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       Perl is designed to make it easy to program securely even
       when running with extra privileges, like setuid or setgid
       programs.  Unlike most command line shells, which are
       based on multiple substitution passes on each line of the
       script, Perl uses a more conventional evaluation scheme
       with fewer hidden snags.  Additionally, because the lan­
       guage has more builtin functionality, it can rely less
       upon external (and possibly untrustworthy) programs to
       accomplish its purposes.

       Perl automatically enables a set of special security
       checks, called taint mode, when it detects its program
       running with differing real and effective user or group
       IDs.  The setuid bit in Unix permissions is mode 04000,
       the setgid bit mode 02000; either or both may be set.  You
       can also enable taint mode explicitly by using the -T com­
       mand line flag. This flag is strongly suggested for server
       programs and any program run on behalf of someone else,
       such as a CGI script. Once taint mode is on, it's on for
       the remainder of your script.

       While in this mode, Perl takes special precautions called
       taint checks to prevent both obvious and subtle traps.
       Some of these checks are reasonably simple, such as veri­
       fying that path directories aren't writable by others;
       careful programmers have always used checks like these.
       Other checks, however, are best supported by the language
       itself, and it is these checks especially that contribute
       to making a set-id Perl program more secure than the cor­
       responding C program.

       You may not use data derived from outside your program to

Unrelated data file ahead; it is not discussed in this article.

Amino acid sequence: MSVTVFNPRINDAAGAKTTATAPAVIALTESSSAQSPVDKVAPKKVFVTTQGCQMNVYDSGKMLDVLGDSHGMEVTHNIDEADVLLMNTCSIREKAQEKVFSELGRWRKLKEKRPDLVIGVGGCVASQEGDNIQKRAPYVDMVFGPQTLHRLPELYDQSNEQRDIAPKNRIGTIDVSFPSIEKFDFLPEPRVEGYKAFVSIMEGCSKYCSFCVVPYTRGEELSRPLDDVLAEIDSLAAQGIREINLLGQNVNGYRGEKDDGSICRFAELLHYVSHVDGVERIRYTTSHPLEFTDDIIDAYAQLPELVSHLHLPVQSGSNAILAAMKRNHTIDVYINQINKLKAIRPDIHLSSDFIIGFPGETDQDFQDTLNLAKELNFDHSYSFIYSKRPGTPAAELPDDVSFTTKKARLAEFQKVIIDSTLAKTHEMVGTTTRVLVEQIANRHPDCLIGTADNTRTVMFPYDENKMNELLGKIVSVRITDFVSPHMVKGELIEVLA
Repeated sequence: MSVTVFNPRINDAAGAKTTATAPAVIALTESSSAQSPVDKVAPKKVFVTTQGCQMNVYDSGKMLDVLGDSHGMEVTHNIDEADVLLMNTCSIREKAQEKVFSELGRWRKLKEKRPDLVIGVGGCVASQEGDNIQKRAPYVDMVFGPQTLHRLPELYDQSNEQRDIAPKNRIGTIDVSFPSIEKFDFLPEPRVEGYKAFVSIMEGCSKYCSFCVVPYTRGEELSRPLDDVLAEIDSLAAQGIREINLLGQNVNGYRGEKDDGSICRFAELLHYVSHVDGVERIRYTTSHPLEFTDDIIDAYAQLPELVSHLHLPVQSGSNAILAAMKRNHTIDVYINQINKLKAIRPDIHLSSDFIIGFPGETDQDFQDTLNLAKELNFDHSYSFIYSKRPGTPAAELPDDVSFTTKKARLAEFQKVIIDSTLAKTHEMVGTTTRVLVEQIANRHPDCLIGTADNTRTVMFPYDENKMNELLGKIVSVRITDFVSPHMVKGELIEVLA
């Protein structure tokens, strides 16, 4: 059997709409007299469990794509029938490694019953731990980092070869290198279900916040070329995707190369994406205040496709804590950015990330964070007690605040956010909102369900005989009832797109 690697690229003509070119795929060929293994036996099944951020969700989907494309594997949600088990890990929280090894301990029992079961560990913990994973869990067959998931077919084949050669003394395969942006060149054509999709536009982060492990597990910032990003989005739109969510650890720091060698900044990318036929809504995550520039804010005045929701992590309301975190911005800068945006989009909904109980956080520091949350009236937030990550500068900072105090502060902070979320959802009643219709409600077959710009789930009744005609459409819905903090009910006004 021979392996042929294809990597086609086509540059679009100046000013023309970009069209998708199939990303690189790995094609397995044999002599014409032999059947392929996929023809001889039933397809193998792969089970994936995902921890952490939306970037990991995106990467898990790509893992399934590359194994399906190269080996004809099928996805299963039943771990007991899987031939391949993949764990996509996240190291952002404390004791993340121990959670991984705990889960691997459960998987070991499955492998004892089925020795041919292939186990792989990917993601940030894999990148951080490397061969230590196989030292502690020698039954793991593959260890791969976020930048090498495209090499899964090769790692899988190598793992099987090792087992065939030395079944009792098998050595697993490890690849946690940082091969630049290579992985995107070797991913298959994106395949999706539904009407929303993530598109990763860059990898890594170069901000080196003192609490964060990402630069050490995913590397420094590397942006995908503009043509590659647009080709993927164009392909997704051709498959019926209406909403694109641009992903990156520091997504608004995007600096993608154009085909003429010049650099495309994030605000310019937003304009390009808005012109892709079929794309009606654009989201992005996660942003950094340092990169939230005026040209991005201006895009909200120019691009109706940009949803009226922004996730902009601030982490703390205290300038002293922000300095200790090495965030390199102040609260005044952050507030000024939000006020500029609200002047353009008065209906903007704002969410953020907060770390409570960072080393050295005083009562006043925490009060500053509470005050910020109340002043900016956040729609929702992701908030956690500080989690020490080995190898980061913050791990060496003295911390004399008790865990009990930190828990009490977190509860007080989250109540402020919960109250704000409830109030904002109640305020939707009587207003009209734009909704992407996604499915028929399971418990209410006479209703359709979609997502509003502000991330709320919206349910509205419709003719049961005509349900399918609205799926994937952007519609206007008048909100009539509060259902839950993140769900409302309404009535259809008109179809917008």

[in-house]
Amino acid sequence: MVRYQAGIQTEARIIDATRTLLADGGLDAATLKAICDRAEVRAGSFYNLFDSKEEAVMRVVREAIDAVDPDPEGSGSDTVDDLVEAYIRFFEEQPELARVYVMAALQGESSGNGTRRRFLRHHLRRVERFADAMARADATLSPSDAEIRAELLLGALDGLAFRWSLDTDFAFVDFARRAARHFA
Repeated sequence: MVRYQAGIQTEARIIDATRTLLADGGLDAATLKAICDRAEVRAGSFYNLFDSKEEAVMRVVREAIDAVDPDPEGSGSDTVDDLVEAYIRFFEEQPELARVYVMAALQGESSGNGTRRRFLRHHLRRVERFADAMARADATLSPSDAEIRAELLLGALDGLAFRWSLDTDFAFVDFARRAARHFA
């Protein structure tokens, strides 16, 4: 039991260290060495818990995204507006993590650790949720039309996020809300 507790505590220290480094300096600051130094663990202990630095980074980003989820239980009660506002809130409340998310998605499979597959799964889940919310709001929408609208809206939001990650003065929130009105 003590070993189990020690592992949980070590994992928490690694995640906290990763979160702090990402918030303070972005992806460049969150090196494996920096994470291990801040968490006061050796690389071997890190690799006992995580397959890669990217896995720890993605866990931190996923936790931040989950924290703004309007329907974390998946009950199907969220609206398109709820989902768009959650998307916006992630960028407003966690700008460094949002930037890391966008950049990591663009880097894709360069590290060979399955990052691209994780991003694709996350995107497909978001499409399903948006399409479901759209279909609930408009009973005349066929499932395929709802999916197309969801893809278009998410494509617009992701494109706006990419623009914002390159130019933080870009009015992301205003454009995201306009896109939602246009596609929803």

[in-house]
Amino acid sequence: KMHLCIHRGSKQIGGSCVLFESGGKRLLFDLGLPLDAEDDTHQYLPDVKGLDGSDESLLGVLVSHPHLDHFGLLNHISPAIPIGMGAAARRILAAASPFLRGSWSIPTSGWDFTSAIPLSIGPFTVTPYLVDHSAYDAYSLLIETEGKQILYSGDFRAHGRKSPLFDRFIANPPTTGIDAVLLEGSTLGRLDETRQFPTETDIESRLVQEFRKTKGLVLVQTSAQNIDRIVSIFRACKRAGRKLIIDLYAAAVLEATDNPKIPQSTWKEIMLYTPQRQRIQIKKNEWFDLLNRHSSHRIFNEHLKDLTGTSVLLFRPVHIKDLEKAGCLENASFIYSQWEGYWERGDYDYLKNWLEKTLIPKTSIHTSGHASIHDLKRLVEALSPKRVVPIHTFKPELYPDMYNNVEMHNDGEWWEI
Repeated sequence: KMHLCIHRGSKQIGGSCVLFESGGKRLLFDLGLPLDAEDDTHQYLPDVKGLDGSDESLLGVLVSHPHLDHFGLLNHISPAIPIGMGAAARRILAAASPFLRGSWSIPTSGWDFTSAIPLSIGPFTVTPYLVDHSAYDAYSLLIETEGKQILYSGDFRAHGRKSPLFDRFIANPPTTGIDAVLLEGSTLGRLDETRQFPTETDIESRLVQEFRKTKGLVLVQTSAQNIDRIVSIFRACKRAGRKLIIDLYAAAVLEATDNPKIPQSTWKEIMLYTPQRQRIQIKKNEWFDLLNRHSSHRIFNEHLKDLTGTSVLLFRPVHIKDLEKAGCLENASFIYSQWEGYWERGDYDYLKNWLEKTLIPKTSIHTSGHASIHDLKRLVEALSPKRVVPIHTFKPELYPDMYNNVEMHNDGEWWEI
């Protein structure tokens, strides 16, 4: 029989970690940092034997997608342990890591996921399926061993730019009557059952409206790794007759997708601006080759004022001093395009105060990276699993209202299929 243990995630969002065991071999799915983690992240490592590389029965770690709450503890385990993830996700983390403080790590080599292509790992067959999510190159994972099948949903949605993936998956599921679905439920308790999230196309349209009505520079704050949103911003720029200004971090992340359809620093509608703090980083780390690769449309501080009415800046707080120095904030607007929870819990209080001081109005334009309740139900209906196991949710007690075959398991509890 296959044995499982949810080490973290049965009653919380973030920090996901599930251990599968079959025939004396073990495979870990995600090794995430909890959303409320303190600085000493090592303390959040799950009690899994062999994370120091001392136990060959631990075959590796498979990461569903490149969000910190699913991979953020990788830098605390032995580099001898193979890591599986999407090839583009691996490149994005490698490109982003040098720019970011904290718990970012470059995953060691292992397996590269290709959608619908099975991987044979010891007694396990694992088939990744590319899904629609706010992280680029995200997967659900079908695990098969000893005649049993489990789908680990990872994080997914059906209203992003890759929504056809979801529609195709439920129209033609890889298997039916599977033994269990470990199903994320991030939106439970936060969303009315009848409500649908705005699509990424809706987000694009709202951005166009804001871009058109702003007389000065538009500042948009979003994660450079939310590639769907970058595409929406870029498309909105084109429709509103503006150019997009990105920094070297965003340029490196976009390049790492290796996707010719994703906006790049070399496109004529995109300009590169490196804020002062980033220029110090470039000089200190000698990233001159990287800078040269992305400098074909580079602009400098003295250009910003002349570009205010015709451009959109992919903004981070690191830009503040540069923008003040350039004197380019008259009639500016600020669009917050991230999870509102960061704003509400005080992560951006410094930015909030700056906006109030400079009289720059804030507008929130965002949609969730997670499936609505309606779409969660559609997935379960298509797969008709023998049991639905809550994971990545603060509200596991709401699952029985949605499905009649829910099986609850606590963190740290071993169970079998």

affect something else outside your program--at least, not
       by accident.  All command line arguments, environment
       variables, locale information (see perllocale), results of
       certain system calls (readdir(), readlink(), the variable
       of shmread(), the messages returned by msgrcv(), the pass­
       word, gcos and shell fields returned by the getpwxxx()
       calls), and all file input are marked as "tainted".
       Tainted data may not be used directly or indirectly in any
       command that invokes a sub-shell, nor in any command that
       modifies files, directories, or processes, with the fol­
       lowing exceptions:

       ·   Arguments to "print" and "syswrite" are not checked
           for taintedness.

       ·   Symbolic methods


       itself be tainted, even if it is logically impossible for
       the tainted data to affect the value.

       Because taintedness is associated with each scalar value,
       some elements of an array can be tainted and others not.

       For example:

           $arg = shift;               # $arg is tainted
           $hid = $arg, 'bar';         # $hid is also tainted
           $line = <>;                 # Tainted
           $line = <STDIN>;            # Also tainted
           open FOO, "/home/me/bar" or die $!;
           $line = <FOO>;              # Still tainted
           $path = $ENV{'PATH'};       # Tainted, but see below
           $data = 'abc';              # Not tainted

           system "echo $arg";         # Insecure
           system "/bin/echo", $arg;   # Considered insecure
                                       # (Perl doesn't know about /bin/echo)
           system "echo $hid";         # Insecure
           system "echo $data";        # Insecure until PATH set

           $path = $ENV{'PATH'};       # $path now tainted

           $ENV{'PATH'} = '/bin:/usr/bin';
           delete @ENV{'IFS', 'CDPATH', 'ENV', 'BASH_ENV'};

           $path = $ENV{'PATH'};       # $path now NOT tainted
           system "echo $data";        # Is secure now!

           open(FOO, "< $arg");        # OK - read-only file
           open(FOO, "> $arg");        # Not OK - trying to write

           open(FOO,"echo $arg|");     # Not OK
               or exec 'echo', $arg;   # Also not OK

           $shout = `echo $arg`;       # Insecure, $shout now tainted

           unlink $data, $arg;         # Insecure
           umask $arg;                 # Insecure

           exec "echo $arg";           # Insecure
           exec "echo", $arg;          # Insecure
           exec "sh", '-c', $arg;      # Very insecure!

           @files = <*.c>;             # insecure (uses readdir() or similar)
           @files = glob('*.c');       # insecure (uses readdir() or similar)

           # In Perl releases older than 5.6.0 the <*.c> and glob('*.c') would
           # have used an external program to do the filename expansion; but in

       sage, you can use the tainted() function of the